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p. 80


AS the Kalevide proceeded on his way, carrying his heavy load of planks, the sorcerer’s three sons rushed upon him from an ambush close to a high waterfall which foams over steep rocks. He had been walking quietly along, and the man in his wallet had fallen comfortably asleep. The villains sprang upon the hero from behind, armed with slender young birch-trees and dry pine-trunks. Two of them carried long whips, the handle formed of strong beech-wood, and the lash armed with a great millstone, with which they belaboured the hero unmercifully. He had just armed himself with a huge club, in case he should be assaulted in passing through the wood. It was a great pine-trunk from which he had broken the crown. It was five-and-thirty ells long, and two feet thick at the thick end, and with this he could defend himself as with a sword.

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 The Kalevide tried at first to remonstrate with his assailants, but as they continued to annoy him he rushed upon them with his club. The pine club was soon splintered, the fragments flying in all directions, and then the Kalevide defended himself with the planks which he was carrying, and at every blow he smashed one on the backs of his enemies. Presently his load was nearly exhausted, and the sorcerer’s sons, hoping now for an easy victory, pressed him more hardly, when suddenly he heard a little voice crying from the bushes, “Dear son of Kalev, strike them with the edges!”1 The hero at once took the hint, and, instead of striking with the flat side of the planks, began to strike with the sharp edges, and his enemies soon fled before him, howling like wolves. If the savages had not been thoroughly hardened by long exposure to heat and cold by day and night, he would have left them dead on the field.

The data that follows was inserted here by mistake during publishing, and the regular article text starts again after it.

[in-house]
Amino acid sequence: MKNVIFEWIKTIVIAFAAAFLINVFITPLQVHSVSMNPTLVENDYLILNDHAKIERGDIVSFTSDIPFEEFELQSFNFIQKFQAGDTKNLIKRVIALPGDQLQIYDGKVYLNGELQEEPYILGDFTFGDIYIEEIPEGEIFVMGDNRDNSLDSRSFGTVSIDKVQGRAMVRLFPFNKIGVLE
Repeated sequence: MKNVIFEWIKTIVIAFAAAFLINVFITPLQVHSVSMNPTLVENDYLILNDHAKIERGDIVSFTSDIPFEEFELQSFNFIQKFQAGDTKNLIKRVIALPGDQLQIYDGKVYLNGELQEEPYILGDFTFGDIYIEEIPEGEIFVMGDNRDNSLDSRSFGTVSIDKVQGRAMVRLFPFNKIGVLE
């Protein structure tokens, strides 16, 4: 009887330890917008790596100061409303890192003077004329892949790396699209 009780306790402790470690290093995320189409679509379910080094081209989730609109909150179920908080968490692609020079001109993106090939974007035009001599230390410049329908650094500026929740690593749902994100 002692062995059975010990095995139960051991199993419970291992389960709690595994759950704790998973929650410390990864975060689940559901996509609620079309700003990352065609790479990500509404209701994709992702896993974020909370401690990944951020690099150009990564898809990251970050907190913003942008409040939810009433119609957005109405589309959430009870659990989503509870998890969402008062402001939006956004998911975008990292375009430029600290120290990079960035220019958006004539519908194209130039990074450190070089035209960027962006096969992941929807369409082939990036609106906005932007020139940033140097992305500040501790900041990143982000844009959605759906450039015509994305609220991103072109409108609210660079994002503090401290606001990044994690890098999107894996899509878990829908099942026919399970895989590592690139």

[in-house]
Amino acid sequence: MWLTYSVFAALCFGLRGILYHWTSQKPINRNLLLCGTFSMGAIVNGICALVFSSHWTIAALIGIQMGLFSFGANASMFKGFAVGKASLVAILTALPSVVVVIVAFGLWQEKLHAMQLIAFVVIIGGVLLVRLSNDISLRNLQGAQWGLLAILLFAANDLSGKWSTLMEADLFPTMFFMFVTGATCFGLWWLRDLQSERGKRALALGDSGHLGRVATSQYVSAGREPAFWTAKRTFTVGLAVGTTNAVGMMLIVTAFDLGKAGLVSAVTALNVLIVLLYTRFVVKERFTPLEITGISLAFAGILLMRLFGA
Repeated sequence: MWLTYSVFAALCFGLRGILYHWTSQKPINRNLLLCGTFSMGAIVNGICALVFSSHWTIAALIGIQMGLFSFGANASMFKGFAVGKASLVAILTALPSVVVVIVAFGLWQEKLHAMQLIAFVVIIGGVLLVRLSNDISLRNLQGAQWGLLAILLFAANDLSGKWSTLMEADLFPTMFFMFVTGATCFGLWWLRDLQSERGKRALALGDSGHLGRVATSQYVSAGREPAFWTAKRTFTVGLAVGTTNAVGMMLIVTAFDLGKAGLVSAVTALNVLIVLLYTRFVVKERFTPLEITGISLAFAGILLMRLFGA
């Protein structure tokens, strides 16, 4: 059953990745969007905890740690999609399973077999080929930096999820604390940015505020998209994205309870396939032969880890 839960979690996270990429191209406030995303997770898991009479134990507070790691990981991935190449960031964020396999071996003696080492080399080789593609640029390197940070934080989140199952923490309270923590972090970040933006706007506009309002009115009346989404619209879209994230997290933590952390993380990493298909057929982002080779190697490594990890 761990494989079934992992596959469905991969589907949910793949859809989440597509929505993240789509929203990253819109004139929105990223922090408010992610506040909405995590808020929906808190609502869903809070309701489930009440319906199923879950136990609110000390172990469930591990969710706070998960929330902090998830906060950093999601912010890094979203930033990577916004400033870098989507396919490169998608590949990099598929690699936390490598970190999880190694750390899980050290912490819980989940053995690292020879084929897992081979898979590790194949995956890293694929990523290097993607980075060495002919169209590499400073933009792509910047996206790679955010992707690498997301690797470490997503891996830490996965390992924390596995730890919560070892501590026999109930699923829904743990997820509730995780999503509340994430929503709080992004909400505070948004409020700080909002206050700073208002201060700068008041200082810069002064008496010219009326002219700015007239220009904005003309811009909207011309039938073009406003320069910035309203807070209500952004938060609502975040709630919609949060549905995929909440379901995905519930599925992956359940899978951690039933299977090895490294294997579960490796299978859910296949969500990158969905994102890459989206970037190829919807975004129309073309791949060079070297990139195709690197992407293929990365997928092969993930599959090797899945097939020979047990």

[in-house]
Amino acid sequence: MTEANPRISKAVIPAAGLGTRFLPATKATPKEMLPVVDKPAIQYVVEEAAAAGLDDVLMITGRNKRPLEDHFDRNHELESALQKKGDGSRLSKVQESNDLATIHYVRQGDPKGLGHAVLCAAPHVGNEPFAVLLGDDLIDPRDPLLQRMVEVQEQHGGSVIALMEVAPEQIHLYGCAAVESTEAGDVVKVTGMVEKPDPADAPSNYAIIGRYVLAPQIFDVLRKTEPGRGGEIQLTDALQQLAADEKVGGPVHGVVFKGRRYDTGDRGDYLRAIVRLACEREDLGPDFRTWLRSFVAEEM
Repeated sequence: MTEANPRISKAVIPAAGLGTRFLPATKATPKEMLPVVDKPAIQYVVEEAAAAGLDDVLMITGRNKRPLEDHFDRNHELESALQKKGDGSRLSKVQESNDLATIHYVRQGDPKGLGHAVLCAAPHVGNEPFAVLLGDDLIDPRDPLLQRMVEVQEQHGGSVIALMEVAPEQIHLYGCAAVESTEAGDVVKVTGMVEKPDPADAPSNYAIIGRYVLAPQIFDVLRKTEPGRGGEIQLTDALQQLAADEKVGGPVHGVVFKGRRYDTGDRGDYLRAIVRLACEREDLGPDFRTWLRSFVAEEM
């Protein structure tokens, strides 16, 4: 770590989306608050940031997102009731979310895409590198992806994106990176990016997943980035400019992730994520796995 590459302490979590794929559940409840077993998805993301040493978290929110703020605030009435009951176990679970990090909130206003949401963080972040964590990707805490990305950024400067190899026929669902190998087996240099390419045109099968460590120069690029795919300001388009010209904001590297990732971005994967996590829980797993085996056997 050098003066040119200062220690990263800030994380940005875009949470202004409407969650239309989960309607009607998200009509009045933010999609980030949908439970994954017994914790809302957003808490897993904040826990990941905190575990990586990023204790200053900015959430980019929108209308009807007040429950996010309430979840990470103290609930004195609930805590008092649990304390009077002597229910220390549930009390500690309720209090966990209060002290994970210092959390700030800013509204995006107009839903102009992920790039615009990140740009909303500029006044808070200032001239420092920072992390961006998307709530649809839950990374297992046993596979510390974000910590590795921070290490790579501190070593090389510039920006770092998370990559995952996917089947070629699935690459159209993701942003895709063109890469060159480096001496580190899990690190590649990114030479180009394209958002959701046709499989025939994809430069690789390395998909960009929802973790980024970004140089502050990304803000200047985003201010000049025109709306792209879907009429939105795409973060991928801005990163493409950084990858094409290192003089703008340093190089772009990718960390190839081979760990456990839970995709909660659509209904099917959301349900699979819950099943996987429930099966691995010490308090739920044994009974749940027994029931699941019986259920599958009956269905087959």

The Kalevide sat down to rest after the battle, and called to his dear brother, who had aided him, to show himself. But his friend answered p. 82 that he could not venture out into the open, for he was only a poor naked little hedgehog. So the hero called to him to come, and he would clothe him. The hedgehog crept out of his warm nest, naked and shivering, and the hero cut a piece from the lining of his own coat, and gave it to the hedgehog, who joyfully wrapped himself in the warm covering. But the piece was not large enough to cover him entirely, and his legs and belly remained naked as before.

 The Kalevide now wanted to sleep, but he was in the midst of a swamp. He therefore fetched a load of sand from the distant sandhills, to make himself a bed. He then felt into his bag for something to eat, when his thumb came against the cold stiff body of his little friend, who had been killed in his sleep by a chance blow during the fight, without having had time to cry out or move a limb. He was much grieved at the untimely death of his protégé, and dug him a grave with his own hands, round which he planted berry-bearing bushes. Then he ate his supper and fell asleep, to dream of the events of the past day.

 While he was asleep, the sorcerer himself crept p. 83 to his side, and by his spells and incantations, and the use of magic herbs, threw him into a deep slumber, which lasted for days and nights. Presently a messenger came in haste to summon the king, and the cup-bearer directed him to Lake Peipus; but no one had seen or heard anything of him.

 On a fine summer’s day, the people flocked from all parts of the country to the sacred hill of Taara for a great festival, and as yet there came no news of the king. Summer faded into autumn, and the Kalevide still slept on, but he was dreaming of a new sword, much better than the uncle of his father Kalev had forged for him, which was forged in an underground smithy.